|Publication number||US7020797 B2|
|Application number||US 10/133,039|
|Publication date||Mar 28, 2006|
|Filing date||Apr 25, 2002|
|Priority date||Sep 10, 2001|
|Also published as||US20030051188|
|Publication number||10133039, 133039, US 7020797 B2, US 7020797B2, US-B2-7020797, US7020797 B2, US7020797B2|
|Original Assignee||Optimyz Software, Inc.|
|Export Citation||BiBTeX, EndNote, RefMan|
|Patent Citations (16), Referenced by (76), Classifications (20), Legal Events (5)|
|External Links: USPTO, USPTO Assignment, Espacenet|
This application is claiming under 35 USC 119(e) the benefit of provisional patent application Ser. No. 60/318,432, filed Sep. 10, 2001.
The present invention relates to software testing systems, and more particularly to a method and system for managing and monitoring tests in a distributed and networked testing environment.
In recent years, companies are continuing to build more complex software systems that may include client applications, server applications, and developer tools, all of which need to be supported on multiple hardware and software configurations. This is compounded by the need to deliver high quality applications in the shortest possible time, with the least resources and often involving geographically distributed organizations. Having sensed these realities and complexities, companies are increasingly resorting to writing the applications in Java/J2EE.
Although Java is based on the “write once, run anywhere” paradigm, quality assurance (QA) efforts are nowhere close to the “write tests once and run anywhere” because modern-day software applications still must be tested on a great number of heterogeneous hardware and software platform configurations. Some companies have developed internal QA tools to automate local testing of the applications on each platform, but completing QA jobs on a wide array of platforms continues to be a large problem.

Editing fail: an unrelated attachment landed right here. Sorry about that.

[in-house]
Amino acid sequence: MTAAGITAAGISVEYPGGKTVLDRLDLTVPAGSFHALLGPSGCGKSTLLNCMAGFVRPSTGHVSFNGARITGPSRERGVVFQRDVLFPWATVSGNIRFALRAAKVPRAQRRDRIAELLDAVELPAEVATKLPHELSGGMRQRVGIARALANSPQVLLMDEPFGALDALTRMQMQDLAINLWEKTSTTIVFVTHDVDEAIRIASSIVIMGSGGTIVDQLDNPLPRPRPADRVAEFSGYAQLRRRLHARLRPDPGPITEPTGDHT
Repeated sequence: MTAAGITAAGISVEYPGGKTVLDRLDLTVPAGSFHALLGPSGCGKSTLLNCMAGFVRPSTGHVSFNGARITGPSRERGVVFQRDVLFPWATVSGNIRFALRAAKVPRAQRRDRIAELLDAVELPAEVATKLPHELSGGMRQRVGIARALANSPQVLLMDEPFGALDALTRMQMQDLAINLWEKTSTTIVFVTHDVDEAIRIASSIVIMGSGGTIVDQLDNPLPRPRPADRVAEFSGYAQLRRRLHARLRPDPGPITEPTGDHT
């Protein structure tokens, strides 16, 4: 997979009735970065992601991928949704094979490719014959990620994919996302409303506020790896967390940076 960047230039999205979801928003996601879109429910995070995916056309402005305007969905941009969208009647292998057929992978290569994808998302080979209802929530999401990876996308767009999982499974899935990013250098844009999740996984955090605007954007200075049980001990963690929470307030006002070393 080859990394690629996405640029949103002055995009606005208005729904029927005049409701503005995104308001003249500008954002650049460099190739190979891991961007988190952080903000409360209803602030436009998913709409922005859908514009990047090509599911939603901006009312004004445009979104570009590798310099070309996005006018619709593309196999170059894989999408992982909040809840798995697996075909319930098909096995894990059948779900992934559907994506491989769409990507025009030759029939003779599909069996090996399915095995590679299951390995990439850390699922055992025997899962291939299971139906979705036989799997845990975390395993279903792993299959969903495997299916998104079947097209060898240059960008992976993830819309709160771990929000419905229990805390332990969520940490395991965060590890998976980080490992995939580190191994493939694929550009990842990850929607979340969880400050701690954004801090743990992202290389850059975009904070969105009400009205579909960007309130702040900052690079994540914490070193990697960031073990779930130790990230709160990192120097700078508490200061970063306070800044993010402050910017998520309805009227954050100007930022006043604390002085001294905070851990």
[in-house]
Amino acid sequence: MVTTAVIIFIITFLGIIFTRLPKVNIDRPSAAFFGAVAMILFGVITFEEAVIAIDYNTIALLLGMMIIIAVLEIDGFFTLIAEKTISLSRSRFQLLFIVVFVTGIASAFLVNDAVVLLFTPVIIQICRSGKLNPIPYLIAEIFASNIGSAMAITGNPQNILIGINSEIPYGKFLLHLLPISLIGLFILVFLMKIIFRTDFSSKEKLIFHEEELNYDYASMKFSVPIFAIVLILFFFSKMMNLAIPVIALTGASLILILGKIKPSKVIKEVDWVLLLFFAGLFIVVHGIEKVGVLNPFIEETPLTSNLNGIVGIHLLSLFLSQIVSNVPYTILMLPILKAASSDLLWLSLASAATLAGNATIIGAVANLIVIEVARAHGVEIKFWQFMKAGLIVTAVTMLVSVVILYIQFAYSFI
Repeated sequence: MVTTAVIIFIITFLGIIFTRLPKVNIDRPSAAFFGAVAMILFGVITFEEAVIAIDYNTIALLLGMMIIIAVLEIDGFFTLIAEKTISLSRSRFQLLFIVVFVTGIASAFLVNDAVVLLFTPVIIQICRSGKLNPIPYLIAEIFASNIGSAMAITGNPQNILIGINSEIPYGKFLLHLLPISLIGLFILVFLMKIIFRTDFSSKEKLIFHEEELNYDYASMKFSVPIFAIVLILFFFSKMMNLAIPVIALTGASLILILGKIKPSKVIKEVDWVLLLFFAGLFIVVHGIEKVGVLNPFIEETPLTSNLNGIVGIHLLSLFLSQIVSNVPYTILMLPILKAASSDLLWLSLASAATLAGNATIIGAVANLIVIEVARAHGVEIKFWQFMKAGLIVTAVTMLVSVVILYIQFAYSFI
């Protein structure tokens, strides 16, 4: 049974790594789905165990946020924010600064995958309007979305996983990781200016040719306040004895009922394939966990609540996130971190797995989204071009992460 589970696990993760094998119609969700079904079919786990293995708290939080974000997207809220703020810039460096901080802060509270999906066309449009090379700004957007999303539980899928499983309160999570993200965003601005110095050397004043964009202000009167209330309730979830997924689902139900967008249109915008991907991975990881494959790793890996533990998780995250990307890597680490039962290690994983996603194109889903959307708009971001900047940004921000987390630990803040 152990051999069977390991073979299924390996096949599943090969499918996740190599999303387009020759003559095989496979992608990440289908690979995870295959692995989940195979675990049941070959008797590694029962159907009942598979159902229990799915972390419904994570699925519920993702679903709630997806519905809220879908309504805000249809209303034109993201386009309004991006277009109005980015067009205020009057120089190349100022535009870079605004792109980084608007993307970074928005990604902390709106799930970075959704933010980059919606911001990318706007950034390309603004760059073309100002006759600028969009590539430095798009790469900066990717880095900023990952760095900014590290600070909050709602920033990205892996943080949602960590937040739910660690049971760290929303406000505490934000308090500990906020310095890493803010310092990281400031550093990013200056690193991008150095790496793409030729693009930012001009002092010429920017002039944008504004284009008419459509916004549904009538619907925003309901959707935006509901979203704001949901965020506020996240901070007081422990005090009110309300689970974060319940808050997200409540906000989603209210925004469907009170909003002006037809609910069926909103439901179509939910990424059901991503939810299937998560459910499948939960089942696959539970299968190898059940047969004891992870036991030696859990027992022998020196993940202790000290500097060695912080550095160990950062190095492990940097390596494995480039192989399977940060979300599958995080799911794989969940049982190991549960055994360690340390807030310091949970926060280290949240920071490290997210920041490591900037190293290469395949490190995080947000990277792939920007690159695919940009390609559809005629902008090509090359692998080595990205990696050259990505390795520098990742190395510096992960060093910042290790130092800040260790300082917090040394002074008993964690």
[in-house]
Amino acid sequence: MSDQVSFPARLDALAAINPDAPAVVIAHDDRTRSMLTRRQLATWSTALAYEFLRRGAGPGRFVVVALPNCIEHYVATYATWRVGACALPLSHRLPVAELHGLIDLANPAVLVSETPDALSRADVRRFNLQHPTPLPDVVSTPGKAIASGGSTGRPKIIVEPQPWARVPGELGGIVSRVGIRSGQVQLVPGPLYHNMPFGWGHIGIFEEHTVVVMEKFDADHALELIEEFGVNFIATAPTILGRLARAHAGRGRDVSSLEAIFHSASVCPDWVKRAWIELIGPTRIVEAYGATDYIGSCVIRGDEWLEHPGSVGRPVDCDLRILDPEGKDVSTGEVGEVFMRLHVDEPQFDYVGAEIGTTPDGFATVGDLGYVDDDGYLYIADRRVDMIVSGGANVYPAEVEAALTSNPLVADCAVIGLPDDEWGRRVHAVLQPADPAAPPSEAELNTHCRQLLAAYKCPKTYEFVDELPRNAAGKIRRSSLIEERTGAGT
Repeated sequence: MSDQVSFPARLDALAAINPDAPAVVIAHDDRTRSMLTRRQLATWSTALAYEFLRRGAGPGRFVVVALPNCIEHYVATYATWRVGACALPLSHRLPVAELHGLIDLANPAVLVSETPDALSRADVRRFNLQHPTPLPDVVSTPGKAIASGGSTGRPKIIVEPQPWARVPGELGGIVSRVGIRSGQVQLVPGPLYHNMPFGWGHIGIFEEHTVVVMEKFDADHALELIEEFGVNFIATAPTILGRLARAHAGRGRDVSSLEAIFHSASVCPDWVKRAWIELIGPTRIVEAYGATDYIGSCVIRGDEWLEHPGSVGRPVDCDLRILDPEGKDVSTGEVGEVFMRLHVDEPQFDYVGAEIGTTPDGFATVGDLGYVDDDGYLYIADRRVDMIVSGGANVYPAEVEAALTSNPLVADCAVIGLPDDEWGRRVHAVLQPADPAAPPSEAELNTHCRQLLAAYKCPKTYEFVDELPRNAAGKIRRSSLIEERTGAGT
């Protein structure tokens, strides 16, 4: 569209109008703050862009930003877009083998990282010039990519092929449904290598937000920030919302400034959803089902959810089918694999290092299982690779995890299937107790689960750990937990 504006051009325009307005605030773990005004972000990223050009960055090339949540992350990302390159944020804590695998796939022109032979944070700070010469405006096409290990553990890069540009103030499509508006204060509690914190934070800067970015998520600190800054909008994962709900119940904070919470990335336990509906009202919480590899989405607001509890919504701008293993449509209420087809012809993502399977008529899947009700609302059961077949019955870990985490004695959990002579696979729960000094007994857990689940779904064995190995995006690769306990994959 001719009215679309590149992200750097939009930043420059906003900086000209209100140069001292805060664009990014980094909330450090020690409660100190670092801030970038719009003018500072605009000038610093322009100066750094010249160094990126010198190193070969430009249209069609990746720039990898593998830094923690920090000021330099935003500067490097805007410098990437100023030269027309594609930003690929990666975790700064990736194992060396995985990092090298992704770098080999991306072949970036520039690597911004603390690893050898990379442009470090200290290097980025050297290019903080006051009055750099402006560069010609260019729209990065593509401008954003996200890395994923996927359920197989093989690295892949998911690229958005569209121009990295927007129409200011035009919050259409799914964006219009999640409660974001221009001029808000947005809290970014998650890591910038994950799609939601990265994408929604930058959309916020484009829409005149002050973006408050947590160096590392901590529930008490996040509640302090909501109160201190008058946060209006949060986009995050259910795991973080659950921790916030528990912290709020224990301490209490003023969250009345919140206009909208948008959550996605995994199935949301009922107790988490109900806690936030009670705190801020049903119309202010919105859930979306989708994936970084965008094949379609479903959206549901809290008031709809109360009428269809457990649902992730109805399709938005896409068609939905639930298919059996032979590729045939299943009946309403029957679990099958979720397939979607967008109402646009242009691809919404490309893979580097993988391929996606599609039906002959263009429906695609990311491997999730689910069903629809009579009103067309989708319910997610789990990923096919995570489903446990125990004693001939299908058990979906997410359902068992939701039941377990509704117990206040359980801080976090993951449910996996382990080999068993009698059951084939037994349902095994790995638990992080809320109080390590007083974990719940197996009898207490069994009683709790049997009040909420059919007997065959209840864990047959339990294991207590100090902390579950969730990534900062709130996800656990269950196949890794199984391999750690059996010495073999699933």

Typically, multi-platform software testing requires a great amount of resources in terms of computers, QA engineers, and man-hours. Because the QA tasks or tests are run on various different types of computer platforms, there is no such point of control, meaning that a QA engineer must first create an inventory of the computer configurations at his or her disposal and match the attributes of each computer with the attributes required for each of the test jobs. For example, there may be various computers with different processors and memory configurations, where some operate under the Windows NT™ operating system while others operate under Linux and some others operating under other UNIX variants (Solaris, HPUX, AIX). The QA engineer must manually matchup each test job written for specific processors/memory/operating system configurations with the correct computer platform.
After matching the test jobs with the appropriate computer platform, a QA engineer must create a schedule of job executions. The QA engineer uses the computer inventory to create a test matrix to track how many computers with a particular configuration are available and which tests should be run on each computer. Almost always, the number of computers is less than the total number of test jobs that need to be executed. This creates a sequential dependency and execution of the tests. For example, if one test completes execution in the middle of the night, the QA engineer cannot schedule another test on the computer immediately thereafter because the startup of the next test requires human intervention. Therefore, the next test on this computer cannot be scheduled until the next morning. In addition, this guesswork for the completion time for the test jobs does not always work because the speed at which the test executes depends on many other external factors, such as the network. One can visualize the difficulties of scheduling and managing the QA tests if there are thousands of tests to be run on various platforms.